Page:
Photos and story by Riley Harriman, summer intern in the Reed lab and senior at Wake Forest pursuing a major in biology and minors in chemistry and entrepreneurship. Riley helped compile a review of Covid-19 smell loss and describes his experience learning the programming language R to develop a user interface for the Global Consortium for Chemosensory Research, GCCR. Riley is also interested in photography and communication.
Have you ever been thrown into a project that was completely beyond your area of expertise? When Monell Associate Director Dani Reed, my summer internship advisor, asked me to help code an app to show the results of an at-home smell and taste test to measure the effects of COVID-19, I thought it might be best to reiterate that I had been coding for no more than a month. At that time, my most recent accomplishment was making a subpar bar graph of a basic dataset. I didn’t know how to make an app. But Dani believed in me. Well I think she really believed in Reed lab member Chris Jones, and that he could guide me along. She was right.
Once I understood our goal, I had no clue where to begin. But Chris did. We began emailing and zooming and he began to put some code together. I would nod as if I understood what was going on. Soon our team expanded with the addition of expert coders former Reed lab member Bob Pellegrino and Monell Research Associate Cailu Lin. Before long we had the functioning foundation of an app my and nodding was still working; nobody could see through me, so I thought.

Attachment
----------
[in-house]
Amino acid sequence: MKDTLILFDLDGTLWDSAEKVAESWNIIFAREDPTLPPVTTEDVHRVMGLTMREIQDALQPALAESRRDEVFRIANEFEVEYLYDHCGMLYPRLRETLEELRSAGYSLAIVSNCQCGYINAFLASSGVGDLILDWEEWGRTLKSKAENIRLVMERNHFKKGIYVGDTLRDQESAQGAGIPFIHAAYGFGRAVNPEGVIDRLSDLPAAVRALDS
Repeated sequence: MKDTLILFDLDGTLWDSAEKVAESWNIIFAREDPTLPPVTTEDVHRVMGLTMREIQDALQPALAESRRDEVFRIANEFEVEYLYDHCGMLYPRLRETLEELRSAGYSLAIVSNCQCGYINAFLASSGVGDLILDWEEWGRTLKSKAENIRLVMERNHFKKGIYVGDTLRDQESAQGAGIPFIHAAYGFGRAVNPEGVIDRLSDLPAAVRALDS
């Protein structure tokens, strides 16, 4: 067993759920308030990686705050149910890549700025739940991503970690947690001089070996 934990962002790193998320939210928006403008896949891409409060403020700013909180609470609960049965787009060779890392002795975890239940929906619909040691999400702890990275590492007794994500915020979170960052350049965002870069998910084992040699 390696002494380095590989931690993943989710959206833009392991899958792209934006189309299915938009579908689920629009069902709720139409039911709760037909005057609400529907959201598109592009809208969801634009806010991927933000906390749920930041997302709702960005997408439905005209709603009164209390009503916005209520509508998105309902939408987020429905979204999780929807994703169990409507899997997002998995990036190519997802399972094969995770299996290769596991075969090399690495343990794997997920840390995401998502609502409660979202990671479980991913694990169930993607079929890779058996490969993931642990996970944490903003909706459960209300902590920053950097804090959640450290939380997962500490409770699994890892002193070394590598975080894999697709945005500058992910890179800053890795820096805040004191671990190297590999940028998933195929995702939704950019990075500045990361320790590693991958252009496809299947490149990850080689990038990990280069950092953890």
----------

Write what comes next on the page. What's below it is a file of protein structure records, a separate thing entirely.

One day, Chris assigned me the task of reformatting and making a graph look more appealing. At first, I was anxious at the mere fact I had a task, and then worried that task was beyond my ability, but then realized, I think I might be able to do this. You see, while I was nodding excessively, I was also taking in little things over time. I didn’t learn enough to rebuild an app from the start, but I did understand how each part worked in general.
After making a copy because I didn’t want to break anything, I began to play around. I broke the code 5 times… 6 times… 75 times; I had to start from the base twice. Google became my best friend and I read endless online tutorials. But eventually I moved a graph here. And then one there. Changed the line color here. Made the text font larger so we can see it from there. Little by little, broken code by broken code, the app began to come together, and in my opinion, it began to look nicer.
Feedback started to roll in on things as small as making a line a few pixels wider and as large eliminating a whole graph. Without realizing, the work I had done playing around with the app had led me to easily make these changes. In fact, I was explaining to others what I had learned; how to make a line 2 pixels wider or completely reformat a dataset.
It didn’t matter that at the start of the summer I could only make a bar graph with one bar. It didn’t matter that I was lost for a good stretch. With help from others, some persistence on my end, and some encouragement, I was able to learn a new skill which I will carry with me far beyond my time at Monell. While I will miss the short commute and the outdoor workspace while working remotely, I will miss the invaluable learning experiences and people the most.